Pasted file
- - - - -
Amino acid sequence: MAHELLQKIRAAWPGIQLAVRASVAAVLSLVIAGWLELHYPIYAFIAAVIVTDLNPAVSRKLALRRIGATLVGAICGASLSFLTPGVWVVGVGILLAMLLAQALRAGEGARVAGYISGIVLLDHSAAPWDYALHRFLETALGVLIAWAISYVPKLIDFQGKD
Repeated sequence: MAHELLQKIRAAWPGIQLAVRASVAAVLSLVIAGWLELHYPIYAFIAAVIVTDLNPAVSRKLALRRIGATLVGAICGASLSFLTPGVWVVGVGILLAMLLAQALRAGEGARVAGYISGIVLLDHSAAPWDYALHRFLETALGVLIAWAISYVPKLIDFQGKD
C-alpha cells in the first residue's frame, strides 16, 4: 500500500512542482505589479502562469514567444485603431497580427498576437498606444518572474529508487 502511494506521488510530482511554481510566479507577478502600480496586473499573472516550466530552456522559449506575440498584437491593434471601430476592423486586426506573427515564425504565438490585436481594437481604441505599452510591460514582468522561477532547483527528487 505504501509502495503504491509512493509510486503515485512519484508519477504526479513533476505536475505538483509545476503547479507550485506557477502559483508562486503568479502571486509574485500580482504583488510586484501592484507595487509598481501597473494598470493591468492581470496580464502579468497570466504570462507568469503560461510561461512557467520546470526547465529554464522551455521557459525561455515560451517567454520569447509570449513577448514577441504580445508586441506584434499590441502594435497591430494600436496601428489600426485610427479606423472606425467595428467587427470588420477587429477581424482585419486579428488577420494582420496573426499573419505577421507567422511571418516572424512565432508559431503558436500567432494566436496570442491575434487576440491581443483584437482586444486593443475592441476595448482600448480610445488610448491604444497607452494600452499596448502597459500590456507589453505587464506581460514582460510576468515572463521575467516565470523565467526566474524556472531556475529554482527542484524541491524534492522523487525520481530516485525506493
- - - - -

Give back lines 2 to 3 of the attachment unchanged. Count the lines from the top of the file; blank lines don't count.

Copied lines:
Repeated sequence: MAHELLQKIRAAWPGIQLAVRASVAAVLSLVIAGWLELHYPIYAFIAAVIVTDLNPAVSRKLALRRIGATLVGAICGASLSFLTPGVWVVGVGILLAMLLAQALRAGEGARVAGYISGIVLLDHSAAPWDYALHRFLETALGVLIAWAISYVPKLIDFQGKD
C-alpha cells in the first residue's frame, strides 16, 4: 500500500512542482505589479502562469514567444485603431497580427498576437498606444518572474529508487 502511494506521488510530482511554481510566479507577478502600480496586473499573472516550466530552456522559449506575440498584437491593434471601430476592423486586426506573427515564425504565438490585436481594437481604441505599452510591460514582468522561477532547483527528487 505504501509502495503504491509512493509510486503515485512519484508519477504526479513533476505536475505538483509545476503547479507550485506557477502559483508562486503568479502571486509574485500580482504583488510586484501592484507595487509598481501597473494598470493591468492581470496580464502579468497570466504570462507568469503560461510561461512557467520546470526547465529554464522551455521557459525561455515560451517567454520569447509570449513577448514577441504580445508586441506584434499590441502594435497591430494600436496601428489600426485610427479606423472606425467595428467587427470588420477587429477581424482585419486579428488577420494582420496573426499573419505577421507567422511571418516572424512565432508559431503558436500567432494566436496570442491575434487576440491581443483584437482586444486593443475592441476595448482600448480610445488610448491604444497607452494600452499596448502597459500590456507589453505587464506581460514582460510576468515572463521575467516565470523565467526566474524556472531556475529554482527542484524541491524534492522523487525520481530516485525506493